But we’re not stopping. Everyday, we’re going to continue to prove our position as a leading technology platform and help marketers like you bring your digital strategy and vision to life. How? By helping you develop your digital vision with the industry’s first Center for Marketing Transformation. By empowering more than 20,000 B2B marketers like you to advance digital your messages through a series of virtual event experiences. And, of course, by continually iterating and improving the ON24 Platform.

How Webinerds are Adapting to a Work-From-Home Lifestyle

Central offices provide a quiet environment that empowers you and your professional colleagues to tackle big problems. Now, those problems are being tackled from the confines of our homes, noise and all.  And, we have no idea if or when it will go back to the way it was.

Either way, transitioning to a work-from-lifestyle is no easy feat; especially for those with tiny human roommates who think they’re on the longest spring break ever.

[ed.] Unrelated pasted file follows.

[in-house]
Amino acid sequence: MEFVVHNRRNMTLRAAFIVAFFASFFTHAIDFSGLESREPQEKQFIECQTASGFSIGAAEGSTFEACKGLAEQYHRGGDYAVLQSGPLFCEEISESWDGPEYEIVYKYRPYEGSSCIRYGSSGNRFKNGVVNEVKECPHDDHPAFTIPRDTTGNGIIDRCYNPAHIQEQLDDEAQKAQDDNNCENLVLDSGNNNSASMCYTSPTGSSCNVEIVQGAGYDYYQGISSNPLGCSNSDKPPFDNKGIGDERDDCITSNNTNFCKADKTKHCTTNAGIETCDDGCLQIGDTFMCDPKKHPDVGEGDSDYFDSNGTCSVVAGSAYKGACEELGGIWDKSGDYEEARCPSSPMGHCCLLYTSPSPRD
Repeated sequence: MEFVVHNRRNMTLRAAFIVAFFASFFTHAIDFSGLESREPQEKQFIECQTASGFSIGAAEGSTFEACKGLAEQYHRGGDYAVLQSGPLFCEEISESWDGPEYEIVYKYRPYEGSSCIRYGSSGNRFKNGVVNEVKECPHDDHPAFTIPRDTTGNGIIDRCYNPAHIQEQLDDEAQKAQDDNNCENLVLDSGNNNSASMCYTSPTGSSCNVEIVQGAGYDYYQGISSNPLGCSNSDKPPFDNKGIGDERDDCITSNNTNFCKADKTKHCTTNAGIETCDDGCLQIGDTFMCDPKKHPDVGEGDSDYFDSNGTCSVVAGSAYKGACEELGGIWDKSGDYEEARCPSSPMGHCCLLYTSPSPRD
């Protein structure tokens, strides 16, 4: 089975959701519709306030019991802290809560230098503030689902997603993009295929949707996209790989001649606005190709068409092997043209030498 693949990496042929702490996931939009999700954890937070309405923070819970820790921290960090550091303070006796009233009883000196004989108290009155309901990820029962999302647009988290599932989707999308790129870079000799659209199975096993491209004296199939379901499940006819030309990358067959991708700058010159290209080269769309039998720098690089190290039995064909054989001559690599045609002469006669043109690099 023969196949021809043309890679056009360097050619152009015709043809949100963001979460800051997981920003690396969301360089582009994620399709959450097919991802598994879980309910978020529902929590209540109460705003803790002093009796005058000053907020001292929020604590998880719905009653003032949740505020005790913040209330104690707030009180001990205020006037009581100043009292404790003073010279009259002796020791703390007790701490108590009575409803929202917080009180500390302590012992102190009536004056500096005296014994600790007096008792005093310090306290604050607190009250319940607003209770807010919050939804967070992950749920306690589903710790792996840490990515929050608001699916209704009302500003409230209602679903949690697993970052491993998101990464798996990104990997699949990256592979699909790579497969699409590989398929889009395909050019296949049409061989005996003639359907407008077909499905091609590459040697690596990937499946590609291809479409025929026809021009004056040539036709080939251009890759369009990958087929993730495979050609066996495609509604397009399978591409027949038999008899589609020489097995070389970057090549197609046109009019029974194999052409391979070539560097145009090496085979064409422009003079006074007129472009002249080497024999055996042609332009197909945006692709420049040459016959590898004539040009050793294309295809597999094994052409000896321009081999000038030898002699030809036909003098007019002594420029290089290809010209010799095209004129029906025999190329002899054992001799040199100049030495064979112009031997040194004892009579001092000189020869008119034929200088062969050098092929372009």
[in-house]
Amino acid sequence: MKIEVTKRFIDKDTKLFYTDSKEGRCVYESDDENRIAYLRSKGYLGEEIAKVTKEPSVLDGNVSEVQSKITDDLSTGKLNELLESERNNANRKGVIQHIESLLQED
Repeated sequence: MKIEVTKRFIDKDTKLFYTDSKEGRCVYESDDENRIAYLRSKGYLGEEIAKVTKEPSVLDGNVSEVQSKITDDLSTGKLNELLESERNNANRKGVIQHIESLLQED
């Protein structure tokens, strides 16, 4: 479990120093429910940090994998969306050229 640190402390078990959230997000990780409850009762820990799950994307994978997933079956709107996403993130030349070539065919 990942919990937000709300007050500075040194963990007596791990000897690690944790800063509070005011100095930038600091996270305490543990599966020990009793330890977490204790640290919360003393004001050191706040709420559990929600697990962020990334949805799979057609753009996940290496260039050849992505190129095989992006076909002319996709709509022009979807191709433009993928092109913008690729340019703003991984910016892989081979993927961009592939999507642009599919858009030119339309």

So, what’s a webinerd to do? Take a look at how a few of our webinerds are adapting to working from home plus a few #WebinarFH tips to help your transition:

How Will Patterson’s Webinar Content is Changing

Will, Manager of Customer Advocacy at Securly, helps prepare customers for new content and new content standards for his webinars from home. He has even teased a few guest star cameo appearances to attract attendees’ interest. Who wouldn’t want to participate in more webinars with puppies?

How Franz Raymund Ayento Shares Important COVID-19 Information

As a federal IT contractor for the National Credit Union Administration (NCUA), Franz Ayento and his team created an emergency webinar to provide updates on COVID-19 to staff. Ayento even made time to create a demo of the ON24 Platform that’ll be presented to management at an upcoming board meeting. The most impressive aspect of it all? He still managed to display superb multitasking skills and work ethic while taking care of his 9-month-old daughter.

How Matt Radick Adapted to His Situation

Matt works as a Production Program Manager at MedBridge and he’s had to quickly adapt to working from home while keeping customers and clients informed about important COVID-19related healthcare information. How did he do this? Well, Matt converted a closet into a home studio to record audio for product demonstrations and panel discussions for healthcare leaders.

Webinerd Tips To Take Away

As you adjust to the new normal, work-from-home lifestyle, we want to share a few tips to help you successfully #WebinarFH: